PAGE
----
• Seek student perspectives/feedback/ideas and generate a comprehensive report for the further development of student social life. 
  • Provide recommendations based on student feedback to enhance both structured and unstructured programming in the community.
  • Develop an inclusive toolkit to accommodate a variety of student voices and diverse perspectives and  assist with the implementation process. 


Voting and Inclusion at Swarthmore


Project Advisor: David Foreman, Director of Institutional Relations


IEFI Fellow: Madeline "Joe" Fox


Research the history of voting at the College. Explore recently compiled Swarthmore student voting survey data to understand what student voting patterns reveal and to identify what the college might do to support and increase student voter turnout for different student demographics.

  • The work must be nonpartisan in that it does not advocate for a particular political party or agenda.
  • Research Questions to consider:
    • Do the patterns of national disenfranchisement by race and income also occur within the Swarthmore community?
    • Nationally, communities of color have suffered from systematic disenfranchisement due to legislation designed to make it more difficult for them to cast votes -- how do the patterns of exclusion reinforce themselves on the Swarthmore campus or on college campuses more generally? 
    • How have students approached voting over time at Swarthmore, and are our current student attitudes much different than those of 10, 20 or 30 years ago?
    • How do other campuses promote voting in ways that help to overcome efforts to disenfranchise populations as defined by race, gender, class,and age?
    • The 26th amendment fundamentally changed how colleges and universities approached voting in the US by making all or almost all college students eligible to vote. How was this amendment received at Swarthmore in 1971? 
    • Survey data compiled every two years about Swarthmore student voting shows that student voting has increased over the past six years. However, it has not increased for every subset of the student population. For example, why have some majors shown greater increases than others? Why do women vote in greater numbers than men?
  • Produce materials that can help promote voting among students with a specific emphasis on underrepresented populations and traditionally disenfranchised.
    • The work must be nonpartisan in that it does not advocate for a particular political party or agenda.
  • Speak with public audiences on voting, voting research, voting resources, etc. 
    • Engage alumni from the early 70s who may have been involved in voting rights advocacy to celebrate the 50th anniversary of the 26th amendment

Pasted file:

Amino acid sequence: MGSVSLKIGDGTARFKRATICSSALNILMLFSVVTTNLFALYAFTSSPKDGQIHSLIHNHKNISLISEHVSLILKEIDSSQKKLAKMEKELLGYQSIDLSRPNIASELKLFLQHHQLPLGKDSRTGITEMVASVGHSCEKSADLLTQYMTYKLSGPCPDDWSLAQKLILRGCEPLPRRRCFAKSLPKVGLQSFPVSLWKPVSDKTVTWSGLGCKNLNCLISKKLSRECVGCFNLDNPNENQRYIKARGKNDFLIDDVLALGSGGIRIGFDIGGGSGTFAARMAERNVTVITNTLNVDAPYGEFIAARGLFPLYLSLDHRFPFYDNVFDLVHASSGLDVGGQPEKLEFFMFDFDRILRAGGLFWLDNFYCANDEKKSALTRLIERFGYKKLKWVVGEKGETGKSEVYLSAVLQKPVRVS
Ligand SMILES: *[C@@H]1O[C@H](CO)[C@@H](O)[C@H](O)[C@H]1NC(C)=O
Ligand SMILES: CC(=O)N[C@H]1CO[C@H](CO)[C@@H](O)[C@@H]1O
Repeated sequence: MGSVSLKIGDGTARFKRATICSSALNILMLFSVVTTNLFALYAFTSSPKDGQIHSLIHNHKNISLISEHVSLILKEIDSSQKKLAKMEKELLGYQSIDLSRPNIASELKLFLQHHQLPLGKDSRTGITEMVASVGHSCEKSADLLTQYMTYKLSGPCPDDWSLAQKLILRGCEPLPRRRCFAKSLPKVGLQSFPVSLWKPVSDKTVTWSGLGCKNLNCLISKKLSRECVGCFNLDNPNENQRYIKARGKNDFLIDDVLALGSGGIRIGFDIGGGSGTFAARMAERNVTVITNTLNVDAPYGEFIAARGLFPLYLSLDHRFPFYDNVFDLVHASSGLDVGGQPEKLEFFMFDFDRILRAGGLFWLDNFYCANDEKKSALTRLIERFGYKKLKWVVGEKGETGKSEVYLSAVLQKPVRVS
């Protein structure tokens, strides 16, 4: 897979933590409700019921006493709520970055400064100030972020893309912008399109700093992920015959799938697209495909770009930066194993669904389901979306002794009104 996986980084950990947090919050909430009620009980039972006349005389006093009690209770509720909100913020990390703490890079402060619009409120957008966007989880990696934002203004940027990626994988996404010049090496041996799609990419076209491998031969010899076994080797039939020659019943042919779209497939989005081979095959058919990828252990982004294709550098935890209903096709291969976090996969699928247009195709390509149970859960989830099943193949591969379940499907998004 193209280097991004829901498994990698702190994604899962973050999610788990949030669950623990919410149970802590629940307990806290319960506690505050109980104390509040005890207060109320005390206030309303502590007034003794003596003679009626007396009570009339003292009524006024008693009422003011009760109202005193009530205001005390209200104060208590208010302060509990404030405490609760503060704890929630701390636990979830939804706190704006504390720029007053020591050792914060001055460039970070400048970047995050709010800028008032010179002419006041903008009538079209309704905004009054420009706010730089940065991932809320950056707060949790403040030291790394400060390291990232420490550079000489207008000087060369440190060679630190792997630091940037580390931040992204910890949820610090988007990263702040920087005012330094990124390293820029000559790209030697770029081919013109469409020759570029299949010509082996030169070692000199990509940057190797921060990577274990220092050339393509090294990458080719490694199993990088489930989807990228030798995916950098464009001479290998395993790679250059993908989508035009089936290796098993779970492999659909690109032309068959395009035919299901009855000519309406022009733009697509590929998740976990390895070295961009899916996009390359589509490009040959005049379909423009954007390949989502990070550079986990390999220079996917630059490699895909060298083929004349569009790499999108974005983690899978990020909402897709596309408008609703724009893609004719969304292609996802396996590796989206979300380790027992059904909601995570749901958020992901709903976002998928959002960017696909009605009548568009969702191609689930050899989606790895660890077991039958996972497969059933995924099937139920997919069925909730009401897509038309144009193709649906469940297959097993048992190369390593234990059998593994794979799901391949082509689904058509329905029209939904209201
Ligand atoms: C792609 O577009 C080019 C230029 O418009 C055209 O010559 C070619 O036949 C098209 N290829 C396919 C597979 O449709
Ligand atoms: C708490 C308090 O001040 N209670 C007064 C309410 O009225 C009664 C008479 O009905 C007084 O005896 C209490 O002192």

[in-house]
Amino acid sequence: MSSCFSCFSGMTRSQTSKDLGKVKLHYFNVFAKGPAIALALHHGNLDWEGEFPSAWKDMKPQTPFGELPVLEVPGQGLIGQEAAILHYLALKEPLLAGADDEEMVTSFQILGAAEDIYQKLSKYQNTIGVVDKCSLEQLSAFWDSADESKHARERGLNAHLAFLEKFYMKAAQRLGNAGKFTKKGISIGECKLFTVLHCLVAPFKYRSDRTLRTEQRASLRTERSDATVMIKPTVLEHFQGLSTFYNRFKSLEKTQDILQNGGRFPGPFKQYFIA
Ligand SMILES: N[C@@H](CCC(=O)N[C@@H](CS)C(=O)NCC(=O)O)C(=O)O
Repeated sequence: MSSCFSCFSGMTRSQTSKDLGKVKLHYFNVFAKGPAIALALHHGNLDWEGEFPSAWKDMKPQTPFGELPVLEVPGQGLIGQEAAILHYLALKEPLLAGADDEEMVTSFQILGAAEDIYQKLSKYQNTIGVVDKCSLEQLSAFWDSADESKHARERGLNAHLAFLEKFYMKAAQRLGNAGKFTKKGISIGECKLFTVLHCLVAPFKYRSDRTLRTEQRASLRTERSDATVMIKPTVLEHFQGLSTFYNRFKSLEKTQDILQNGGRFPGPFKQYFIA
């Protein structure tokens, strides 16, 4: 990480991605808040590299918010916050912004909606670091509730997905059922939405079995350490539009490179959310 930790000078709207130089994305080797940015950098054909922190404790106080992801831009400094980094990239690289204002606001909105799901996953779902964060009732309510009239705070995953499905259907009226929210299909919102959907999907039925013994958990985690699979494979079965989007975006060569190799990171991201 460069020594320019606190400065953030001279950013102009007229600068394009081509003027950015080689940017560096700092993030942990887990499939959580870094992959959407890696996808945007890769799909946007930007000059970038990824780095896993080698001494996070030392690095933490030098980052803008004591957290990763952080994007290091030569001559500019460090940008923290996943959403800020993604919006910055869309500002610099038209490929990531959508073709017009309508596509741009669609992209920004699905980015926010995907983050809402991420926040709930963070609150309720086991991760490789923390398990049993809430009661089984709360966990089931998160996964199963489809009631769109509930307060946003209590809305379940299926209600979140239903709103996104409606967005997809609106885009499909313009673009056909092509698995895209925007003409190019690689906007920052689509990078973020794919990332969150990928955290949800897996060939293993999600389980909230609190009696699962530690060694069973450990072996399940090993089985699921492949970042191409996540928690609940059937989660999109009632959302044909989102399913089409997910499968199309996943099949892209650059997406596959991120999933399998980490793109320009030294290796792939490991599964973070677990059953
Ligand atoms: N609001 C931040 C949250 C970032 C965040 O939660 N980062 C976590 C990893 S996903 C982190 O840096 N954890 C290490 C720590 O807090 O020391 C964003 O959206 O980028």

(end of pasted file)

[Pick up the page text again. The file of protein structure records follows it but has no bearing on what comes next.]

Uncovering Swarthmore’s International Community


Project Advisor: Kathryn Melvin, Student & scholar immigration specialist


IEFI Fellow: Michael ugwe


How long have international students been coming to Swarthmore? What was it like to be an international student 50, 25, 10 years ago and now? How do we continue to strengthen and grow this community? This project hopes to answer these questions and more by capturing and lifting up the experiences, history, contributions and presence of the international community at Swarthmore College. It will examine how the international community has developed over time and seek to tell the stories of international community members, with the intention to continue to build our global community on campus.

  • Identify key campus partners in our journey to uncover the history of the international community.
  • Collect data from identified campus partners to establish a timeline of key events impacting the international community at Swarthmore.
  • Begin work to highlight international community experiences on campus and beyond through storytelling, art and narratives.


Power the Narrative Through Art Project: (P9)

Project Advisor: Chandra Moss-Thorne, Lecturer- Dance 
IEFI Fellows: Annie Hauze & June Shin


This project’s mission is to examine how art can be used as a form of social justice and better represent artists from marginalized groups. This project will build off the work done over the previous years.

  • Host educational programs that allow the Swarthmore community to engage with different forms of art and artistry, highlighting the history, importance, and/or social impact. 
  • Identify and implement other creative ways to engage the Swarthmore community to uplift underrepresented artisans. 


Redefining Wellness: The Spirituality Awakening Project